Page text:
freelancing while you have a full-time job

I work for a national trade magazine and freelance for local papers and magazines as a second job (since magazine editors don't pay much to start with). I've been doing it for more than five years. Recently, however, my boss started a subscription to a local magazine and saw one of my articles. He called me into his office, yelled a lot, took it pretty personally and threatened to put me on 90-day probation and possibly fire me. By the end of the meeting, he told me I was not on probation and he said he had a letter to give me outlining the topic. I never received a letter and currently don't know whether I'm on probation or not.
I never signed a form saying freelancing was not permitted while working here. Our company manual does include the following statement, but I took it more as I can't freelance for competing magazines in the same industry and not magazines that were unrelated to the industry or category in which this magazine belongs. Please help me decipher the following manual rule and let me know if I can continue to freelance. I feel that I have a rite to hold a second job - others in this company do. It's just when they freelance graphically, their name isn't on it like mine is editorially. Also, the other option is using a pen name to freelance. Are there rules associated with this? Thanks for your help.
Here's the company manual rule on "Outside Employment":
"The company does not want to control the personal affairs of its employees beyond work responsibilities. However, if an employee holds a second job in addition to working for this company, this employment should not conflict with their ability to meet their responsibilities at this company. Likewise, it should be understood that second jobs or work assignments should not, in any way, be in conflict with the principle responsibility at this company (i.e. editors and graphics staff should not be editing, illustrating, writing, nor should sales personnel be selling or in any way supporting magazines, newsletters, associations, or any groups or businesses that are in any way associated with the market in which they have a job responsibility at this company.)
The management of this company views individual entrepreneural media enterprises as conflict of interest, regardless of market served or the nature of content. Likewise, it is viewed as a conflict of interest for artists to freelance art works for other publishers, regardless of market, nor is it acceptable for advertising sales personnel to be involved in any sales marketing activities related to media enterprises."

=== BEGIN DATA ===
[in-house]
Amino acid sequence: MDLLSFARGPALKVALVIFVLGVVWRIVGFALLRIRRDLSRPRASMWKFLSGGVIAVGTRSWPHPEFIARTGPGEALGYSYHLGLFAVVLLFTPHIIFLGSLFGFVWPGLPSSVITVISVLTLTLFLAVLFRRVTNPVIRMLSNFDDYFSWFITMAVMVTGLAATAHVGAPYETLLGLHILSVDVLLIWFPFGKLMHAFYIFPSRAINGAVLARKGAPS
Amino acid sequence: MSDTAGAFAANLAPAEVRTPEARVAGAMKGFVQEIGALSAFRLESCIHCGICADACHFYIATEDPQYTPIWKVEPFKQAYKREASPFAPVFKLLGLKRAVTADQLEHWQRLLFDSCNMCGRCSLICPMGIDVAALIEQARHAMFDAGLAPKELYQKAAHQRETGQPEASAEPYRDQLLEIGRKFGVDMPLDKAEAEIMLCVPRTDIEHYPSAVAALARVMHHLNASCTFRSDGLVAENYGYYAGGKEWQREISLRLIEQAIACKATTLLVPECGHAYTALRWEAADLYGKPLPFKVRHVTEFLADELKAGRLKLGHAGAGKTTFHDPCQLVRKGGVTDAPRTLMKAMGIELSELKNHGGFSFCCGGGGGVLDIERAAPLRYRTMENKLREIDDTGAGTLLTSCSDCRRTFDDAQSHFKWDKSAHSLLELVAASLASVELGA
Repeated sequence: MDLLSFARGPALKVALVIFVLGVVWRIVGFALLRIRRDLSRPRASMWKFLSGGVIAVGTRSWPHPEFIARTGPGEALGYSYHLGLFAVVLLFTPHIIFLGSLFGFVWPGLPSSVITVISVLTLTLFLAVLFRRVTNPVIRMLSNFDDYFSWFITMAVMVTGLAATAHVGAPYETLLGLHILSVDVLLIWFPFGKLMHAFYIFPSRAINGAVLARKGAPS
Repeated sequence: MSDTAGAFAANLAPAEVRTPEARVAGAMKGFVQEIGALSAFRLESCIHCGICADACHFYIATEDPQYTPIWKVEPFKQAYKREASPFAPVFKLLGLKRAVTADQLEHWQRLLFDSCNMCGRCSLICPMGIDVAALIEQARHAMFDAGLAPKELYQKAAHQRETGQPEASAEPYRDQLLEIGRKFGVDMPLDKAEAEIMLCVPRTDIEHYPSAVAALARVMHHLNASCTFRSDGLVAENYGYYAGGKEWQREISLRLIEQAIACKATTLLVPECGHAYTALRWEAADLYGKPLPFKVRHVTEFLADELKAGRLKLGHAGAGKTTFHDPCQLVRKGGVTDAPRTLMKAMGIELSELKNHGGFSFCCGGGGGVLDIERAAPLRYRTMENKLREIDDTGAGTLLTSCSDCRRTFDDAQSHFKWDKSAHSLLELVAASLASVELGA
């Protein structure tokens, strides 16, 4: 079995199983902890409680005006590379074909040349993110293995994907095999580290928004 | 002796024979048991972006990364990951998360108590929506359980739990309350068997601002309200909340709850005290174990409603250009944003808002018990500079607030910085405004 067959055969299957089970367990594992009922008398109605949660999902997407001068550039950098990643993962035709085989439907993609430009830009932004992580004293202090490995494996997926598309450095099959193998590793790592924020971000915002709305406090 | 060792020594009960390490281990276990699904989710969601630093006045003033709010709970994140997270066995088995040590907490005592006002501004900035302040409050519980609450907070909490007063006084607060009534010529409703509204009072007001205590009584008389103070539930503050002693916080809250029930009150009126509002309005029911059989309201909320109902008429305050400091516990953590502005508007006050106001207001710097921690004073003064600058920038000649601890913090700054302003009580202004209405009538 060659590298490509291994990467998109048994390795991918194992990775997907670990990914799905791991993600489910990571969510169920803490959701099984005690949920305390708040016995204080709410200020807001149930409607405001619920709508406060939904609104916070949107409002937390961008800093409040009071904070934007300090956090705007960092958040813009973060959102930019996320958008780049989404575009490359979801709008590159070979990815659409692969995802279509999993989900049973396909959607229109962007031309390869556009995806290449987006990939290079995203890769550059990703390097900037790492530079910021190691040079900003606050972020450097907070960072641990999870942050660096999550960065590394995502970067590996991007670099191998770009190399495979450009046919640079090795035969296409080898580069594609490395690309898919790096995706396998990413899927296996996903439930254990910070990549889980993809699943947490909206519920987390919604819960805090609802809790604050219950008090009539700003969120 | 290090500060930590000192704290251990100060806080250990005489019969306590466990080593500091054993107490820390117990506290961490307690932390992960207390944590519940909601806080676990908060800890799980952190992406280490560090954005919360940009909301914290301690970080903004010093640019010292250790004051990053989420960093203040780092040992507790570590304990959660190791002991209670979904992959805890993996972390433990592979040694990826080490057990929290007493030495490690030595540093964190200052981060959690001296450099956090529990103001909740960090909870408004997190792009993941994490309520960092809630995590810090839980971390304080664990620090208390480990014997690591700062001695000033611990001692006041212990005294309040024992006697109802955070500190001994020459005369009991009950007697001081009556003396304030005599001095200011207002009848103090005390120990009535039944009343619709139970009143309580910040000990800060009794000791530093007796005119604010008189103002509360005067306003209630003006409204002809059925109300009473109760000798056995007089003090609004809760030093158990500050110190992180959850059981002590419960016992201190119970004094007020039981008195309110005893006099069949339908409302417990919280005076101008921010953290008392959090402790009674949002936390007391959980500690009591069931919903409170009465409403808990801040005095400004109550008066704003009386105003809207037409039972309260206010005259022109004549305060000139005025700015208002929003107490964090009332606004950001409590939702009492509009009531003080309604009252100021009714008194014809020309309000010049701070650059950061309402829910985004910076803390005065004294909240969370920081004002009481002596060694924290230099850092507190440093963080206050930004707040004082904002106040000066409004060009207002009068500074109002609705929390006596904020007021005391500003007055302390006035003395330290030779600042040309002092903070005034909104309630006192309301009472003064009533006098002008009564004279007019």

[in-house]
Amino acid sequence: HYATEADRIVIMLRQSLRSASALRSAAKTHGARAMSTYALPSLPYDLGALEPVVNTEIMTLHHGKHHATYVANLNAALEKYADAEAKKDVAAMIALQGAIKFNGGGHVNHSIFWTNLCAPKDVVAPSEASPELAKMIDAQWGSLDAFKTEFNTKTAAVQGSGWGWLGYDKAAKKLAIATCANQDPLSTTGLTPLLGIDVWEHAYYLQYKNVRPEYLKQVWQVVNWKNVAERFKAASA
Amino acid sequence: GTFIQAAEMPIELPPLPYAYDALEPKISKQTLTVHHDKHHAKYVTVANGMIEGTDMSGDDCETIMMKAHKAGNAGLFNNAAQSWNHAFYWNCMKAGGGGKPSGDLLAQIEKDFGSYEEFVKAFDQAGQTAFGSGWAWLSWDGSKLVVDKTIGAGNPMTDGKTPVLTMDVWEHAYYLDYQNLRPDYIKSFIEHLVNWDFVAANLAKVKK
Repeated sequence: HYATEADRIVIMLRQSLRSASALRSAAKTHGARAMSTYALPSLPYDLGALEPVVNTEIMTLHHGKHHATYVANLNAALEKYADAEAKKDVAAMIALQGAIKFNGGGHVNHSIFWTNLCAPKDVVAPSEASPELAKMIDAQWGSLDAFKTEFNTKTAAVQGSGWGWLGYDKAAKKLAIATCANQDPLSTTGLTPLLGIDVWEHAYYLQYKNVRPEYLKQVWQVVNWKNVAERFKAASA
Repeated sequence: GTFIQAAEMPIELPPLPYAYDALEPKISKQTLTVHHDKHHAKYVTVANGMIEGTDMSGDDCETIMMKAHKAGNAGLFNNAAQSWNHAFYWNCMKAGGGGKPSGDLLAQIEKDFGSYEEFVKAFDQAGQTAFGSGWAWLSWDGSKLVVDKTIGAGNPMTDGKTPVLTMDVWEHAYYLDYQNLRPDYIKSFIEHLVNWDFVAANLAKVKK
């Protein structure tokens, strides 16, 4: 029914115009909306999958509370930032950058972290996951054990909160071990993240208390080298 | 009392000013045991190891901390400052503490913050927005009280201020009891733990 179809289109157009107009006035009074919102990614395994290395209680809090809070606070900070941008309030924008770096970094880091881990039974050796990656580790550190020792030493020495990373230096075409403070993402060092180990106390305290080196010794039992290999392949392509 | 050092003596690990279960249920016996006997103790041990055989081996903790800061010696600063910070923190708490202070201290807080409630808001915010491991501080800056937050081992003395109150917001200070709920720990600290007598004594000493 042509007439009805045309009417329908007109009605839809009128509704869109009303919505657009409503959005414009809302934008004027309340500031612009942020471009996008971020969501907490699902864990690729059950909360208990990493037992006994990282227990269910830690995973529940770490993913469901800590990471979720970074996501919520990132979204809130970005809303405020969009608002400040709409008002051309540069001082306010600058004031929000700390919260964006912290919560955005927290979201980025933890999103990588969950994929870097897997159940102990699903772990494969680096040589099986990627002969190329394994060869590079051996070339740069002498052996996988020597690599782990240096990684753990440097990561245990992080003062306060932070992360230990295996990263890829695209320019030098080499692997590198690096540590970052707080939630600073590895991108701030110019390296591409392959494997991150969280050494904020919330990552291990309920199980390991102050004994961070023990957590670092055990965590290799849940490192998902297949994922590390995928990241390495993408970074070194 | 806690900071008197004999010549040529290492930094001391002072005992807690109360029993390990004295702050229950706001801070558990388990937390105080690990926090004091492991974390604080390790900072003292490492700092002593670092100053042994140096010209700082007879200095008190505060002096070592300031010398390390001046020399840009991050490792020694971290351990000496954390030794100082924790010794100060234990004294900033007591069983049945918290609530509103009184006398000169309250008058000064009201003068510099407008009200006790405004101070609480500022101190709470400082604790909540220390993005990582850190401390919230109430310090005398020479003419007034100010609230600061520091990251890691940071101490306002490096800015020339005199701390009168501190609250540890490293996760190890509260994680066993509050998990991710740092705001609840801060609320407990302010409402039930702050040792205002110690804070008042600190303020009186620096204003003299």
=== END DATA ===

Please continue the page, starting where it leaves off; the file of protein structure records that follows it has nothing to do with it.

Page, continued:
Also, here is the company's probationary rule:
"Discipline steps include 1. a verbal warning (i.e. discussion of the problem). A written report of the discussion is placed in the employee's personnel file. 2. A written letter reviewing the problem will be presented in a face-to-face meeting with the employee. A copy of the letter and written report of the discussion that takes place in the meeting is placed in the employee's personnel file. 3. A written notice and punitive action, which will be in the way of a determination of a period of probation for the individual involved. Probation period may range from one week to several months as determined by the immediate supervisor involved.
These steps will be invoked in areas such as, but not limited to, tardiness, absenteeism, non-serious horseplay, quality issues, failure to follow rules and/or procedures, non-serious disruption of work environment, poor job performance, smoking policies, etc.
Steps one through three will ususally occur before discharge, however there may be occasions where immediate termination is necessary. The management of this company reserves the right to discipline or discharge any employee at any time for any infraction whether or not it is listed specifically in this book."

1 answer  |  asked May 30, 2002 09:39 AM [EST]  |  applies to Ohio

Answers (1)

Richard Renner
Without a union or a contract, boss can change the rules without notice

I take it you have no union. You may consider organizing a union if you think you can get your coworkers to join in.

Without an explicit contract for a definite term of employment (typically, union contracts are the only type working people can get), the boss can change the rules or their interpretation at any time.

Under "employment at will" the boss can fire you for any reason, or for no reason at all, as long as the boss is not motivated by an illegal reason. A good book listing the most common laws protecting workers, and other advise for workers, is available at

Unless you want to organize a union, I suggest you try to smooth things over with your boss. If you want to keep that job, try to show the boss that you want the boss to be happy with you.

Richard Renner
Dover, Ohio

posted by Richard Renner  |  May 30, 2002 12:55 PM [EST]

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